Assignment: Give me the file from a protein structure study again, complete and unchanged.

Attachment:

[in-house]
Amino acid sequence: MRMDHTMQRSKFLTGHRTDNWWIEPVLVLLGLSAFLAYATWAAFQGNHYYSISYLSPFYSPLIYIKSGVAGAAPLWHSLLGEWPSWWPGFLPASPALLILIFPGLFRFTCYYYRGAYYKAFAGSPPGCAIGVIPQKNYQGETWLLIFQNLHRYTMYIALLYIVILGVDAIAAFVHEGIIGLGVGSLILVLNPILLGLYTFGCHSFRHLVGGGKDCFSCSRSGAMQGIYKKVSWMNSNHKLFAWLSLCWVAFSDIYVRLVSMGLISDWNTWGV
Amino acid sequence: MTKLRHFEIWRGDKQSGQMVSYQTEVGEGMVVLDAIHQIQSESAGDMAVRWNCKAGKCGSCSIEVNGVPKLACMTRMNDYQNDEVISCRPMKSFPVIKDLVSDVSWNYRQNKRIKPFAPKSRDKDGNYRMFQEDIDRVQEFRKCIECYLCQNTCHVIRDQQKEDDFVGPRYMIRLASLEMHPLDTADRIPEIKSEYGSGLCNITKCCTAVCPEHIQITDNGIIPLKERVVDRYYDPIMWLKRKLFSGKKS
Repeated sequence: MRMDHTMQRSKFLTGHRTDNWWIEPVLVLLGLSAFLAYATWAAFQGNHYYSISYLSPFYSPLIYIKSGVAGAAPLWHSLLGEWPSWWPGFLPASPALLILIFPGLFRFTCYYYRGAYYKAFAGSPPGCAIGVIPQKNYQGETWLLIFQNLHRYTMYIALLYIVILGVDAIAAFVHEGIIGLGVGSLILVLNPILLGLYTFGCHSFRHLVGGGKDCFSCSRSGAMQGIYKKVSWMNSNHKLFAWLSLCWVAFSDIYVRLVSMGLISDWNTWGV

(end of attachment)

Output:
[in-house]
Amino acid sequence: MRMDHTMQRSKFLTGHRTDNWWIEPVLVLLGLSAFLAYATWAAFQGNHYYSISYLSPFYSPLIYIKSGVAGAAPLWHSLLGEWPSWWPGFLPASPALLILIFPGLFRFTCYYYRGAYYKAFAGSPPGCAIGVIPQKNYQGETWLLIFQNLHRYTMYIALLYIVILGVDAIAAFVHEGIIGLGVGSLILVLNPILLGLYTFGCHSFRHLVGGGKDCFSCSRSGAMQGIYKKVSWMNSNHKLFAWLSLCWVAFSDIYVRLVSMGLISDWNTWGV
Amino acid sequence: MTKLRHFEIWRGDKQSGQMVSYQTEVGEGMVVLDAIHQIQSESAGDMAVRWNCKAGKCGSCSIEVNGVPKLACMTRMNDYQNDEVISCRPMKSFPVIKDLVSDVSWNYRQNKRIKPFAPKSRDKDGNYRMFQEDIDRVQEFRKCIECYLCQNTCHVIRDQQKEDDFVGPRYMIRLASLEMHPLDTADRIPEIKSEYGSGLCNITKCCTAVCPEHIQITDNGIIPLKERVVDRYYDPIMWLKRKLFSGKKS
Repeated sequence: MRMDHTMQRSKFLTGHRTDNWWIEPVLVLLGLSAFLAYATWAAFQGNHYYSISYLSPFYSPLIYIKSGVAGAAPLWHSLLGEWPSWWPGFLPASPALLILIFPGLFRFTCYYYRGAYYKAFAGSPPGCAIGVIPQKNYQGETWLLIFQNLHRYTMYIALLYIVILGVDAIAAFVHEGIIGLGVGSLILVLNPILLGLYTFGCHSFRHLVGGGKDCFSCSRSGAMQGIYKKVSWMNSNHKLFAWLSLCWVAFSDIYVRLVSMGLISDWNTWGV